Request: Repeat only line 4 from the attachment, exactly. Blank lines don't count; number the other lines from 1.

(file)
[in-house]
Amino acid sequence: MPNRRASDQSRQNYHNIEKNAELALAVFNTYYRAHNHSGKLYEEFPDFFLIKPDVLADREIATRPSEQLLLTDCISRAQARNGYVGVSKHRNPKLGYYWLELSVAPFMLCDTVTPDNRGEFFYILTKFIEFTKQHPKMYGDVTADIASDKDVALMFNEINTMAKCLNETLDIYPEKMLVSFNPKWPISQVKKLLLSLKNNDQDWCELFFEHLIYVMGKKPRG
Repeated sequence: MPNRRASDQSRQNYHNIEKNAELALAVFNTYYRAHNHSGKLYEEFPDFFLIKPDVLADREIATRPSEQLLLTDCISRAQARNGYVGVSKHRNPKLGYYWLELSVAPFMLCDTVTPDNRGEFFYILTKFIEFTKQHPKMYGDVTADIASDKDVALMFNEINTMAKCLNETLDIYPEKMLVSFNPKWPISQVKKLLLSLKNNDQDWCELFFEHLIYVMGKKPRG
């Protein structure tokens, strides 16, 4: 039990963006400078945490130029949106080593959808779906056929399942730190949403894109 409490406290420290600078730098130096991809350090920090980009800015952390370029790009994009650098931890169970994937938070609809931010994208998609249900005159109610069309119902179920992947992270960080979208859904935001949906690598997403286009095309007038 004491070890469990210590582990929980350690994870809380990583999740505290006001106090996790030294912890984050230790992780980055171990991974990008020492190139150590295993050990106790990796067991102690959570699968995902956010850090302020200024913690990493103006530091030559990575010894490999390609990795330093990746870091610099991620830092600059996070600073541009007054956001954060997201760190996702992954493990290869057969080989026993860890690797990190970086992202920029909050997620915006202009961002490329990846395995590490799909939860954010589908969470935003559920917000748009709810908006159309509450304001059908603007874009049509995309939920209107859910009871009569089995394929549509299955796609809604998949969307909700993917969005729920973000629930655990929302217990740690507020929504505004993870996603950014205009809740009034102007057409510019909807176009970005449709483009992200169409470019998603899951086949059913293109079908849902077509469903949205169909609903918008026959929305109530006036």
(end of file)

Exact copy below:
């Protein structure tokens, strides 16, 4: 039990963006400078945490130029949106080593959808779906056929399942730190949403894109 409490406290420290600078730098130096991809350090920090980009800015952390370029790009994009650098931890169970994937938070609809931010994208998609249900005159109610069309119902179920992947992270960080979208859904935001949906690598997403286009095309007038 004491070890469990210590582990929980350690994870809380990583999740505290006001106090996790030294912890984050230790992780980055171990991974990008020492190139150590295993050990106790990796067991102690959570699968995902956010850090302020200024913690990493103006530091030559990575010894490999390609990795330093990746870091610099991620830092600059996070600073541009007054956001954060997201760190996702992954493990290869057969080989026993860890690797990190970086992202920029909050997620915006202009961002490329990846395995590490799909939860954010589908969470935003559920917000748009709810908006159309509450304001059908603007874009049509995309939920209107859910009871009569089995394929549509299955796609809604998949969307909700993917969005729920973000629930655990929302217990740690507020929504505004993870996603950014205009809740009034102007057409510019909807176009970005449709483009992200169409470019998603899951086949059913293109079908849902077509469903949205169909609903918008026959929305109530006036």